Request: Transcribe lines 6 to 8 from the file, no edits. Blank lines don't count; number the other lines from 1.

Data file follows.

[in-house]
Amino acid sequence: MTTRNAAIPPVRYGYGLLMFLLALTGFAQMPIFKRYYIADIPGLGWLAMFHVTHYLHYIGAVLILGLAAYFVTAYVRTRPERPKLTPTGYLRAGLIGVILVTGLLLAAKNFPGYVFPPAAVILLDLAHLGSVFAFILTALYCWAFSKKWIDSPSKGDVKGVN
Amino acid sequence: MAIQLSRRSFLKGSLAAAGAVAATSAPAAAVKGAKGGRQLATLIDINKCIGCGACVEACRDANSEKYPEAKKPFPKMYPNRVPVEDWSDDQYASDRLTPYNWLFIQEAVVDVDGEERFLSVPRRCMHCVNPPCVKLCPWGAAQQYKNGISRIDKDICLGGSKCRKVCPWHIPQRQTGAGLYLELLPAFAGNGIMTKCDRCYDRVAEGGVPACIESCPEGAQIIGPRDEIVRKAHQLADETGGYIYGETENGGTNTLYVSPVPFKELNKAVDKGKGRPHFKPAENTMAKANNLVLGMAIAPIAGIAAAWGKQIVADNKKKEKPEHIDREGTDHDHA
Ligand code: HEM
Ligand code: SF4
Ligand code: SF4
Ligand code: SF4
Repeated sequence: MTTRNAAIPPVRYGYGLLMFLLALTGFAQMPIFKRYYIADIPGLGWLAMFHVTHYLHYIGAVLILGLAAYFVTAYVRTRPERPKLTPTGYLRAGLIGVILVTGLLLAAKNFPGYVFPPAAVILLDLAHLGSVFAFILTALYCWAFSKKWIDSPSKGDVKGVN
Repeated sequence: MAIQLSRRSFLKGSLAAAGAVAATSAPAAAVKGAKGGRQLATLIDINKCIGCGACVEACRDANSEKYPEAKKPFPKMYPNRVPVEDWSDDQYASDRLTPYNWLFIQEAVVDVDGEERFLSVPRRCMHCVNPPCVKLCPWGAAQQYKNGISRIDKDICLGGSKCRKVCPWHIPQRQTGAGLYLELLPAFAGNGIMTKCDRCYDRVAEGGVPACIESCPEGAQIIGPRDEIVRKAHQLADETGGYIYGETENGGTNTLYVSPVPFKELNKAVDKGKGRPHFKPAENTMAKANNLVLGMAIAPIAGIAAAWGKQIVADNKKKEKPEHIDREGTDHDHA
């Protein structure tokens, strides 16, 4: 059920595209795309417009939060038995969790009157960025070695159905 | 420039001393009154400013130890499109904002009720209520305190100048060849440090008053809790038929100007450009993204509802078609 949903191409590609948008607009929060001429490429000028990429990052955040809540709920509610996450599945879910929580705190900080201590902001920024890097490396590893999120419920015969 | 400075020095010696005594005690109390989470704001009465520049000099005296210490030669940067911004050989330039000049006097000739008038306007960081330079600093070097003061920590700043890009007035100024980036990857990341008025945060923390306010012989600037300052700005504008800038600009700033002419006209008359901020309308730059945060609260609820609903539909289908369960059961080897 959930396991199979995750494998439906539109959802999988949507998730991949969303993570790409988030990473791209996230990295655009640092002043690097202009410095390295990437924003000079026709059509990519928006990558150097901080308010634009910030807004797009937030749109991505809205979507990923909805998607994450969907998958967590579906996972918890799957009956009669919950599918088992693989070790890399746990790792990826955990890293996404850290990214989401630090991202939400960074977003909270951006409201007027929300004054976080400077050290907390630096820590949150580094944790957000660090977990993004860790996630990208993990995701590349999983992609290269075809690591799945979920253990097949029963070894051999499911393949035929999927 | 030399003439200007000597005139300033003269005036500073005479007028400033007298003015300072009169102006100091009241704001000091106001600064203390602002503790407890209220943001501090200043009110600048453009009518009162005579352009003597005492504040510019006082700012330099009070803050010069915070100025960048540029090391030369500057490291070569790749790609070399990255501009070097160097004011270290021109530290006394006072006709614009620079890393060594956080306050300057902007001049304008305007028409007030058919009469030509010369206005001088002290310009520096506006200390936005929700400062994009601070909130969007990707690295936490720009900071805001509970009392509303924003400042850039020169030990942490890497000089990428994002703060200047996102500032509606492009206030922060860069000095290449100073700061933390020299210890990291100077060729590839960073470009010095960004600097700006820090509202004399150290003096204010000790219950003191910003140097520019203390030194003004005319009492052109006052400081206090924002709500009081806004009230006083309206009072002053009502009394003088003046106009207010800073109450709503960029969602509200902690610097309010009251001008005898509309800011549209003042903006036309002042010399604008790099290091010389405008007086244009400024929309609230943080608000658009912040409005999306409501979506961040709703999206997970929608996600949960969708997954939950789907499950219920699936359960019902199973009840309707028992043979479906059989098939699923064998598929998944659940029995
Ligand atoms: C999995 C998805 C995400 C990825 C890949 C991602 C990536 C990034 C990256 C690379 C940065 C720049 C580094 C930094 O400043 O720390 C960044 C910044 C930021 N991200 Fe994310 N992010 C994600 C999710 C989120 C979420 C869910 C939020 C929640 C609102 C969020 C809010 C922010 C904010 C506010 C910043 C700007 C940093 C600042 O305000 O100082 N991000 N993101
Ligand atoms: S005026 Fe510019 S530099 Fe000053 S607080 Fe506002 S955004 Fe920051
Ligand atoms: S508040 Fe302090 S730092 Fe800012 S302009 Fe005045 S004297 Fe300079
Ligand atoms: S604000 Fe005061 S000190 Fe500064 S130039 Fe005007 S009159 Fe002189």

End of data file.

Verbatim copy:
Ligand code: SF4
Ligand code: SF4
Repeated sequence: MTTRNAAIPPVRYGYGLLMFLLALTGFAQMPIFKRYYIADIPGLGWLAMFHVTHYLHYIGAVLILGLAAYFVTAYVRTRPERPKLTPTGYLRAGLIGVILVTGLLLAAKNFPGYVFPPAAVILLDLAHLGSVFAFILTALYCWAFSKKWIDSPSKGDVKGVN